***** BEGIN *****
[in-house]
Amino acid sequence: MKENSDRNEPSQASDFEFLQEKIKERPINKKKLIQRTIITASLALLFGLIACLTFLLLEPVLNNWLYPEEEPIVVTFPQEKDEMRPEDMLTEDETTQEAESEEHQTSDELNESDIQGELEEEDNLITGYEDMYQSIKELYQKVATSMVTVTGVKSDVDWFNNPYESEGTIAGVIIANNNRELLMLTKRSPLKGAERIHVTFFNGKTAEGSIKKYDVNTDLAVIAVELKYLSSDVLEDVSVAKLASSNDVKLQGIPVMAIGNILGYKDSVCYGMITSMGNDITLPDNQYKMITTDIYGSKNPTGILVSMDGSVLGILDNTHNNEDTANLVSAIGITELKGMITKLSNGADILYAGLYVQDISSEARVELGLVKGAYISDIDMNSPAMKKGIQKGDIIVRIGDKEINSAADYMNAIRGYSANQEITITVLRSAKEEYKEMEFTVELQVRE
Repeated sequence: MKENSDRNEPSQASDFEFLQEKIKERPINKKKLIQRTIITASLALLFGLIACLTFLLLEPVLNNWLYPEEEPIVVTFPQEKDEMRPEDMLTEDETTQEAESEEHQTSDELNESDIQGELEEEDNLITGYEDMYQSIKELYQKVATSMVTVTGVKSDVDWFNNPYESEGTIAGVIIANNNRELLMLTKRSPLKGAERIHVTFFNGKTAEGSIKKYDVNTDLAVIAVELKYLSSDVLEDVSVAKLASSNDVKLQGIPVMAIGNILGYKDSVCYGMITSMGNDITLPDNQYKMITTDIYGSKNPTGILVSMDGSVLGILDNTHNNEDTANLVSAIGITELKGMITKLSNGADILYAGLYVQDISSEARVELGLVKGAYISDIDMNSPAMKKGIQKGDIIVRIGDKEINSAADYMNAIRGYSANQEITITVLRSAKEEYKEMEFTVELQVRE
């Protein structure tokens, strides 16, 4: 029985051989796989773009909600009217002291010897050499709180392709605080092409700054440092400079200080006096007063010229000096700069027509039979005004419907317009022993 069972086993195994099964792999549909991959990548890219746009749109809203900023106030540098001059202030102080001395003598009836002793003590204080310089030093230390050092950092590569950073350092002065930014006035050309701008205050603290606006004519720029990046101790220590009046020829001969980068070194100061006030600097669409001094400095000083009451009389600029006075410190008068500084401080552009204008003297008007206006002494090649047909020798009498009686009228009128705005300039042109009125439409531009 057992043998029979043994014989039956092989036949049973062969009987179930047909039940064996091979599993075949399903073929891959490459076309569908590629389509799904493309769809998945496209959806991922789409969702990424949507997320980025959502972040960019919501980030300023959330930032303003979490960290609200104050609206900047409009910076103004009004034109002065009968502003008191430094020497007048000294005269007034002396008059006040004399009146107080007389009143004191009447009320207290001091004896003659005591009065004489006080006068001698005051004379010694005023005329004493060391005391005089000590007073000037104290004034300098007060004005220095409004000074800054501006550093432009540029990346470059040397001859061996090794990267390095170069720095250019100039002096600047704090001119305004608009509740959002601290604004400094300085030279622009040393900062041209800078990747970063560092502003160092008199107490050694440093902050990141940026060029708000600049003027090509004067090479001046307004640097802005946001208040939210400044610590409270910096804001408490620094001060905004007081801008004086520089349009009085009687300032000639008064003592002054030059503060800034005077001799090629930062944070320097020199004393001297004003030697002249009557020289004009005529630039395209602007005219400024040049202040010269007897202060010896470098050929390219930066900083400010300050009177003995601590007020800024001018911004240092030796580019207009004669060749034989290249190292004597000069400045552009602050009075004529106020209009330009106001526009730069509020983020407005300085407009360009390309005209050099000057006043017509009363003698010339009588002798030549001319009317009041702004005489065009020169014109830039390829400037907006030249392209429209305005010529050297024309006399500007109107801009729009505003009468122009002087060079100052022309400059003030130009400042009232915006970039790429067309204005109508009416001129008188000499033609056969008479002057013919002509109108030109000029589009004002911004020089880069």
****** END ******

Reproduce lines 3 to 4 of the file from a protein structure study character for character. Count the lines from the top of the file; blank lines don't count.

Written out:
Repeated sequence: MKENSDRNEPSQASDFEFLQEKIKERPINKKKLIQRTIITASLALLFGLIACLTFLLLEPVLNNWLYPEEEPIVVTFPQEKDEMRPEDMLTEDETTQEAESEEHQTSDELNESDIQGELEEEDNLITGYEDMYQSIKELYQKVATSMVTVTGVKSDVDWFNNPYESEGTIAGVIIANNNRELLMLTKRSPLKGAERIHVTFFNGKTAEGSIKKYDVNTDLAVIAVELKYLSSDVLEDVSVAKLASSNDVKLQGIPVMAIGNILGYKDSVCYGMITSMGNDITLPDNQYKMITTDIYGSKNPTGILVSMDGSVLGILDNTHNNEDTANLVSAIGITELKGMITKLSNGADILYAGLYVQDISSEARVELGLVKGAYISDIDMNSPAMKKGIQKGDIIVRIGDKEINSAADYMNAIRGYSANQEITITVLRSAKEEYKEMEFTVELQVRE
């Protein structure tokens, strides 16, 4: 029985051989796989773009909600009217002291010897050499709180392709605080092409700054440092400079200080006096007063010229000096700069027509039979005004419907317009022993 069972086993195994099964792999549909991959990548890219746009749109809203900023106030540098001059202030102080001395003598009836002793003590204080310089030093230390050092950092590569950073350092002065930014006035050309701008205050603290606006004519720029990046101790220590009046020829001969980068070194100061006030600097669409001094400095000083009451009389600029006075410190008068500084401080552009204008003297008007206006002494090649047909020798009498009686009228009128705005300039042109009125439409531009 057992043998029979043994014989039956092989036949049973062969009987179930047909039940064996091979599993075949399903073929891959490459076309569908590629389509799904493309769809998945496209959806991922789409969702990424949507997320980025959502972040960019919501980030300023959330930032303003979490960290609200104050609206900047409009910076103004009004034109002065009968502003008191430094020497007048000294005269007034002396008059006040004399009146107080007389009143004191009447009320207290001091004896003659005591009065004489006080006068001698005051004379010694005023005329004493060391005391005089000590007073000037104290004034300098007060004005220095409004000074800054501006550093432009540029990346470059040397001859061996090794990267390095170069720095250019100039002096600047704090001119305004608009509740959002601290604004400094300085030279622009040393900062041209800078990747970063560092502003160092008199107490050694440093902050990141940026060029708000600049003027090509004067090479001046307004640097802005946001208040939210400044610590409270910096804001408490620094001060905004007081801008004086520089349009009085009687300032000639008064003592002054030059503060800034005077001799090629930062944070320097020199004393001297004003030697002249009557020289004009005529630039395209602007005219400024040049202040010269007897202060010896470098050929390219930066900083400010300050009177003995601590007020800024001018911004240092030796580019207009004669060749034989290249190292004597000069400045552009602050009075004529106020209009330009106001526009730069509020983020407005300085407009360009390309005209050099000057006043017509009363003698010339009588002798030549001319009317009041702004005489065009020169014109830039390829400037907006030249392209429209305005010529050297024309006399500007109107801009729009505003009468122009002087060079100052022309400059003030130009400042009232915006970039790429067309204005109508009416001129008188000499033609056969008479002057013919002509109108030109000029589009004002911004020089880069």